How Do I Invest in GLD?
Gold has quickly become an essential asset in many investment portfolios. One effective way of diversifying into it is through GLD, the world’s largest gold exchange-traded fund (ETF).
GLD is backed by physical gold stored in London vaults. Investors utilize GLD for various purposes, including protecting against currency weakness and inflation.
How does GLD work?
GLD provides investors with an innovative way to access the gold market without the hassles and insuring of physical bullion purchases, storage, or insurance costs associated with buying physical bullion themselves. Yet its rising popularity has not gone without some controversy.
Investors often flock to GLD for its promise of ownership of physical gold bullion, yet redeeming GLD shares can be complex. First, an investor must work with an Authorized Participant (AP), which then contact GLD’s trustee, Bank of New York Mellon, for physical delivery before moving onto its custodian, HSBC, for storage purposes.
Forbes notes that both the trustee and custodian for GLD shares have multiple layers of sub-custodians that may impede redemptions during periods of financial or political distress, as well as expose investors to counterparty risk due to GLD shareholders owning paper claims over physical bullion stored at HSBC’s vault in London.
What is the underlying asset?
Gold has long been seen as an ancient monetary asset that many investors view as being protective against inflation and currency debasement, as well as offering diversification in times of political or economic unease – this has contributed to GLD’s recent increase in value.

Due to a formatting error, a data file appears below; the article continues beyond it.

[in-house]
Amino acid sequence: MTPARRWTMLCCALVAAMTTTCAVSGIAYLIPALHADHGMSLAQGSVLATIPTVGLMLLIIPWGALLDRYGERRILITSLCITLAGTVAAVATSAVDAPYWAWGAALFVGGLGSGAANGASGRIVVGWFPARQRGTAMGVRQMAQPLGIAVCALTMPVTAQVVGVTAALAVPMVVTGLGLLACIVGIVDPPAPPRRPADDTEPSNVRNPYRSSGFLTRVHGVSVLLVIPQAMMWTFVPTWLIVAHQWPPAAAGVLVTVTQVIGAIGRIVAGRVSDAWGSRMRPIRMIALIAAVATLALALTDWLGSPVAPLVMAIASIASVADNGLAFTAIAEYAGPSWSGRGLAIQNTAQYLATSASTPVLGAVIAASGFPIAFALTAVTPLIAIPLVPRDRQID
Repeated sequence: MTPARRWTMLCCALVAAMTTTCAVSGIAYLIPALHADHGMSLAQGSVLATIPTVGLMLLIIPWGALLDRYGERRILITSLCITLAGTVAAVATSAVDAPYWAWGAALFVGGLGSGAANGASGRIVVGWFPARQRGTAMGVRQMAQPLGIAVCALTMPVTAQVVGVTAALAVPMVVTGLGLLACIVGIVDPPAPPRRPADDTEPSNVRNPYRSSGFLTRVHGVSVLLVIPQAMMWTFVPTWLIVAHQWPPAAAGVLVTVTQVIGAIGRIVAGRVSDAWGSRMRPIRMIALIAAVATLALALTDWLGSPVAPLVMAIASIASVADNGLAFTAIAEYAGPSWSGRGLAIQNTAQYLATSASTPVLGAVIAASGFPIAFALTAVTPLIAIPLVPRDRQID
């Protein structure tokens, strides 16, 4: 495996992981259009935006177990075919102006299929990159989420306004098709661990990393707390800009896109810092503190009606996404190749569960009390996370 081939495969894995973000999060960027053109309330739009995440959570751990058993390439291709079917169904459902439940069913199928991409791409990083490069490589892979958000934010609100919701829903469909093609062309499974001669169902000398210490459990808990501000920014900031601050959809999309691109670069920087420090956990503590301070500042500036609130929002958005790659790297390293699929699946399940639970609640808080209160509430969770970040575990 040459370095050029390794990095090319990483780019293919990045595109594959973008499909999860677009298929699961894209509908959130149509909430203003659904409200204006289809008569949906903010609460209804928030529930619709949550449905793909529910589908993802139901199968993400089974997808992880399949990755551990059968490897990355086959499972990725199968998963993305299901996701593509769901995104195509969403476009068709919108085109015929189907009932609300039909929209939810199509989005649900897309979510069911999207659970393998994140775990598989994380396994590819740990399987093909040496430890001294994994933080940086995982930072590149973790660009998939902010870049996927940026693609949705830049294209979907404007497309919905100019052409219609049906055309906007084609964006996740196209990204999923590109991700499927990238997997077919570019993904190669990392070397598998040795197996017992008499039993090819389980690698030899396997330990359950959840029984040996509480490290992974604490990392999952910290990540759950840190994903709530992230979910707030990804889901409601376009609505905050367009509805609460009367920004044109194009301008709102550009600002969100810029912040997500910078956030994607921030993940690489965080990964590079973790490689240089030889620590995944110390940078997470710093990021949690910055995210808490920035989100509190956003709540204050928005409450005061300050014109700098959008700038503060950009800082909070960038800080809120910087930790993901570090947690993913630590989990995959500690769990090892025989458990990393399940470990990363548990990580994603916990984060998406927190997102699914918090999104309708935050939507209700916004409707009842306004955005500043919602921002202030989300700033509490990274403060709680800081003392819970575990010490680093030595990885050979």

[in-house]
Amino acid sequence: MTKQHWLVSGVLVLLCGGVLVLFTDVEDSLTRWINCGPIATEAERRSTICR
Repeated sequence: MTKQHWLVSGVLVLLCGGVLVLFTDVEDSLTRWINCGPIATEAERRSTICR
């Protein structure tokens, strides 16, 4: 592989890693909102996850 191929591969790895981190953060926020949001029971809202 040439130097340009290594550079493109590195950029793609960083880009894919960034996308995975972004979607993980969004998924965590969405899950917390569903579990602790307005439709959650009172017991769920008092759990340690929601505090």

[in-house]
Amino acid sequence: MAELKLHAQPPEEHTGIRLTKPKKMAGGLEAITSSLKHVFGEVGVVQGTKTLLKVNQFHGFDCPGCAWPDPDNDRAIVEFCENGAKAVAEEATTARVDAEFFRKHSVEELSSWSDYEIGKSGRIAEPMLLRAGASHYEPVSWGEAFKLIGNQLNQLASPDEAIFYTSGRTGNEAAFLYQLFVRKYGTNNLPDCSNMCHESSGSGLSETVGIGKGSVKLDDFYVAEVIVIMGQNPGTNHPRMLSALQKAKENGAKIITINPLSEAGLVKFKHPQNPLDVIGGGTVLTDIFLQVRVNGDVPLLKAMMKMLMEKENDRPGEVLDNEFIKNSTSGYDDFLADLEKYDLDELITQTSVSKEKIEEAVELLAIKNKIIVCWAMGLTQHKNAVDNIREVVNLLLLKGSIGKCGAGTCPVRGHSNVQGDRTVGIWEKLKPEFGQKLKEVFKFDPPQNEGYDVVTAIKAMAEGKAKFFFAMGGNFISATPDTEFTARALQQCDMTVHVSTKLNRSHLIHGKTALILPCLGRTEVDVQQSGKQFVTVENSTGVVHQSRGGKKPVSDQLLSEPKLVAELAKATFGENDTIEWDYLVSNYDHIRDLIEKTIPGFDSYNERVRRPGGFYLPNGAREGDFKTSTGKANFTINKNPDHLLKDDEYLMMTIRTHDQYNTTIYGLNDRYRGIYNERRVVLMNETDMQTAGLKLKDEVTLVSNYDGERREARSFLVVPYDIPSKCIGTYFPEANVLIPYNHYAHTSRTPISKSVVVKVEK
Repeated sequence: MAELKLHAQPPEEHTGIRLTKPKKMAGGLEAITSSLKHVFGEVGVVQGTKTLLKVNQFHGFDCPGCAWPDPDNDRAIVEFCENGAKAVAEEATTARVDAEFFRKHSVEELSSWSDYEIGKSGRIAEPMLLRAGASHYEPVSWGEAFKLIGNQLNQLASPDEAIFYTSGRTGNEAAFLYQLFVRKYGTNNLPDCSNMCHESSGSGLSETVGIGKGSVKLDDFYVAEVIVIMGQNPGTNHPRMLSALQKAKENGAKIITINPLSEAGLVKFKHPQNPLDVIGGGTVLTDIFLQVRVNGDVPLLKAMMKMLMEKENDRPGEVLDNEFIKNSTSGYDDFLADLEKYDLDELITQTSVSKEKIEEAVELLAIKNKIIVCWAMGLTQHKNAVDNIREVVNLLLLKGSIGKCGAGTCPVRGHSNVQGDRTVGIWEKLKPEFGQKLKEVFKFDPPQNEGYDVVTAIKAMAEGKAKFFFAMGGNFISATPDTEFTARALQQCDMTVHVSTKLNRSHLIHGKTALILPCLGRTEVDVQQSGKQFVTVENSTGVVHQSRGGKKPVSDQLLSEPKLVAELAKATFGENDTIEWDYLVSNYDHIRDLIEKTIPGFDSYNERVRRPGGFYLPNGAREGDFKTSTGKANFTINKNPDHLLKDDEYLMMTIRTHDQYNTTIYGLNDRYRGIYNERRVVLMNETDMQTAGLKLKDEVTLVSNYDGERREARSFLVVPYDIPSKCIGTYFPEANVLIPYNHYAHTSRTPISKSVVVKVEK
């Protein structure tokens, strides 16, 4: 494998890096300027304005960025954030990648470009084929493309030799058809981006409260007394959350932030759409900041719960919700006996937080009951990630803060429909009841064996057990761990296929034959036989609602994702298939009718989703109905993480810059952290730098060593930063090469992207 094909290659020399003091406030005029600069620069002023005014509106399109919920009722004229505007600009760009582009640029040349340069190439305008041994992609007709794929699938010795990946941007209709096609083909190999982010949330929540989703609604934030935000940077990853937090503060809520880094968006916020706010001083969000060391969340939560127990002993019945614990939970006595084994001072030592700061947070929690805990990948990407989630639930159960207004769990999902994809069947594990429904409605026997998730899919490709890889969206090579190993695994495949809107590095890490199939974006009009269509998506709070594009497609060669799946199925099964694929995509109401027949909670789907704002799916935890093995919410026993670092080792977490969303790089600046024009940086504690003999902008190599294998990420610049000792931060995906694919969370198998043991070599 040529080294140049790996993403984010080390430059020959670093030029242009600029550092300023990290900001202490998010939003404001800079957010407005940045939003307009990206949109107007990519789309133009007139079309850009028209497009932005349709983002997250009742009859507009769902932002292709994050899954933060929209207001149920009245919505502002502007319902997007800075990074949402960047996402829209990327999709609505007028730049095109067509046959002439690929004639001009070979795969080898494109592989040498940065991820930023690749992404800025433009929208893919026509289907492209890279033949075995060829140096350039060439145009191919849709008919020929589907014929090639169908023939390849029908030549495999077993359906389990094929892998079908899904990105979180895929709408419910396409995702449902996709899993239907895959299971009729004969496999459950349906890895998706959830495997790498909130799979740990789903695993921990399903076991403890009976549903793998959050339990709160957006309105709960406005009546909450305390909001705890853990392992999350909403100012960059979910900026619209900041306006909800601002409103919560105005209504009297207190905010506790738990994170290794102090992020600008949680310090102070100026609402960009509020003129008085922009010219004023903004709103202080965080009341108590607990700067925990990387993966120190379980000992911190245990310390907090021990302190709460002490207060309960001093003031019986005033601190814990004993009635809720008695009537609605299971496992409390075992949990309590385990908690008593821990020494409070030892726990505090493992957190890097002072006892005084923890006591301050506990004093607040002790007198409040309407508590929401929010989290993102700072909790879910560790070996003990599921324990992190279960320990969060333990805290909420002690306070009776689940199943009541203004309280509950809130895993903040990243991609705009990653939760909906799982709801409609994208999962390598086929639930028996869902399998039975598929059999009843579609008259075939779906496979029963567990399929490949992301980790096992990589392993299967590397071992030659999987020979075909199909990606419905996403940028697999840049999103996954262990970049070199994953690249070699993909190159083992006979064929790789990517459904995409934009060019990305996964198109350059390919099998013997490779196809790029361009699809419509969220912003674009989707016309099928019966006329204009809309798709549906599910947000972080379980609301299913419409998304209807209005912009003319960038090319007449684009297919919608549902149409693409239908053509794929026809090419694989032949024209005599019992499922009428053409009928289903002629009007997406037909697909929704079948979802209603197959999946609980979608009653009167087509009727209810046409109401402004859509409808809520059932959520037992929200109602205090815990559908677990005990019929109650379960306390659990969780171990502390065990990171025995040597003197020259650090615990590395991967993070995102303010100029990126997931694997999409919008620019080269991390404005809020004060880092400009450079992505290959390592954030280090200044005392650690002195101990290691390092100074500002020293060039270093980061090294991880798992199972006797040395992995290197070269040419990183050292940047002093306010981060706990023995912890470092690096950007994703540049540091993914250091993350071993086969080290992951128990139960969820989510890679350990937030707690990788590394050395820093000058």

As an ETF, GLD gives investors exposure to gold prices without incurring storage and insurance costs associated with owning physical metal. Backed by gold bars held in trust, each share represents one-tenth of an ounce of precious metal.
GLD stands out as the largest and most liquid ETF that invests both in gold bullion and mining stocks. Retail investors cannot withdraw the supposed bullion bars that GLD holds; only GLD’s Authorized Participants have that privilege (it involves a complex process). But you can sell shares throughout trading day as usual – providing more direct exposure to gold prices than with futures contracts, which require more complex hedging strategies.
What are the fees?
GLD is the largest gold ETF and therefore one of the more expensive options on offer. It charges a management fee of about half a percent annually to oversee it and therefore gradually diminishes its NAV; although this fee seems relatively minor when compared with physical gold ownership costs.
There are, however, other investment vehicles with lower fees for those looking to invest in gold. For instance, iShares’ gold product provides low management fees of 25 basis points as well as tight bid-ask spreads for traders.
Investors should carefully consider the costs associated with owning and storing physical gold, but an ETF like GLD or its offshoots GLDM and IAU may provide more cost-effective exposure. Your decision on investing will ultimately depend on your risk tolerance and objectives – find more out about GLD at its SPDR provider site.
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